A Skagit County resident captured pictures of a wolf on the western side of the North Cascades in 2017. Photo courtesy of WA Fish and Wildlife.
Blog

Iconic Carnivores of the North Cascades

On March 31, North Cascade Institute Graduate M.Ed. student Gina Roberti had the wonderful opportunity to attend a presentation by Roger Christofersen, biologist for North Cascades National Park, during the  Institute’s Spring Dinner. Roger was an engaging speaker, and since so much of the information he presented is relevant to the work we do as educators, Gina took careful notes and sent them to me, the Blog Editor, to share.

Through this post, we hope to relay some of the information we have learned about wildlife in the North Cascades Ecosystem. Happy Exploring!

Ecosystems are not only more complicated than we think,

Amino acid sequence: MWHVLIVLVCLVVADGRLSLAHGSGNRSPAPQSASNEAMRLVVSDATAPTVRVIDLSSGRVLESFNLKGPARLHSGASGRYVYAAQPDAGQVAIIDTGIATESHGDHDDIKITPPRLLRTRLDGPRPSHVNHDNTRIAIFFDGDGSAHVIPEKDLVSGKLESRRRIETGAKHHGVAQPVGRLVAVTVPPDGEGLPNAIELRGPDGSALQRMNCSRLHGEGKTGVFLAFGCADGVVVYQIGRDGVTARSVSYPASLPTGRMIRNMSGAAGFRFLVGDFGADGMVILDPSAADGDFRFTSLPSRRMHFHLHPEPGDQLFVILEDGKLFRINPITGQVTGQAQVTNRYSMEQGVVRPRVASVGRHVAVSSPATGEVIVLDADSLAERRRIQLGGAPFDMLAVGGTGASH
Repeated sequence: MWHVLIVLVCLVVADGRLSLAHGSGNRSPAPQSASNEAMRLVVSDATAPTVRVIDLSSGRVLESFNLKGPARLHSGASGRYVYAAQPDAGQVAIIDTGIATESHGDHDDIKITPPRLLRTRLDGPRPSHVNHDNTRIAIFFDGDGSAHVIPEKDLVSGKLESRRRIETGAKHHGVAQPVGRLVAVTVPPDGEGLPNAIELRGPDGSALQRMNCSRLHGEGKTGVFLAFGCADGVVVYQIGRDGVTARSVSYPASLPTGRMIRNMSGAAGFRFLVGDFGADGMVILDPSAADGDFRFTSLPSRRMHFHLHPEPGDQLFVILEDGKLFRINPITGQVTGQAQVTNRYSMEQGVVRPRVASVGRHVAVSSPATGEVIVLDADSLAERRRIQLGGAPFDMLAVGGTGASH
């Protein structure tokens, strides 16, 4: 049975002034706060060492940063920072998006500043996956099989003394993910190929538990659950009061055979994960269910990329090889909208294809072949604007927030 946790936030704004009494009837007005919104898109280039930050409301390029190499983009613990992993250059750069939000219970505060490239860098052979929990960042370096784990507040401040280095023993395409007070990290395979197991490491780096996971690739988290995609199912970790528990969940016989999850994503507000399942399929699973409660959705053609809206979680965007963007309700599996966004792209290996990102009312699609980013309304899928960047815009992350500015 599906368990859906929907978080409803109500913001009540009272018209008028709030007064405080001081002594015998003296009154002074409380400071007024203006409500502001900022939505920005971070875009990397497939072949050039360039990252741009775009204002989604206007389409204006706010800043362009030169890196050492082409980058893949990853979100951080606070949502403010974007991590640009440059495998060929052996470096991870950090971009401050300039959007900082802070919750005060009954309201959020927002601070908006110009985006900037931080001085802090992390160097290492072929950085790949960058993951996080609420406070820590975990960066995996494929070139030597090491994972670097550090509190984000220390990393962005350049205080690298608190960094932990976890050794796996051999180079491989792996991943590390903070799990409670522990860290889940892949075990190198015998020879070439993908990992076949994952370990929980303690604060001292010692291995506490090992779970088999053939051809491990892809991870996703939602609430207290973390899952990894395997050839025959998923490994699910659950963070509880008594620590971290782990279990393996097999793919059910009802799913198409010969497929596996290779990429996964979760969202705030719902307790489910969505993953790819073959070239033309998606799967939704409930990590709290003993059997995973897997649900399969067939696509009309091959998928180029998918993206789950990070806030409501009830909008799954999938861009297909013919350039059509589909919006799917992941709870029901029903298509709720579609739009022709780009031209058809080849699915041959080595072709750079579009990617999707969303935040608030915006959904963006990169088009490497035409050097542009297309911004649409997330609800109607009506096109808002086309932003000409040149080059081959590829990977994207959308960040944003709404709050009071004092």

they are more complicated than we can think.”

~ Frank Egler, 1927

For context, the North Cascades National Park Service Complex consists of two National Recreation Areas (Ross Lake NRA and Chelan NRA), and North Cascades National Park. Collectively this comprises approximately 683,000 acres of land, with 93% of that landscape designated as wilderness. The North Cascades Complex also hosts over 200 species of birds and 75 species of mammals. So why is there such a wide variety of life within the North Cascades compared to other national parks?  Read More from “Iconic Carnivores of the North Cascades”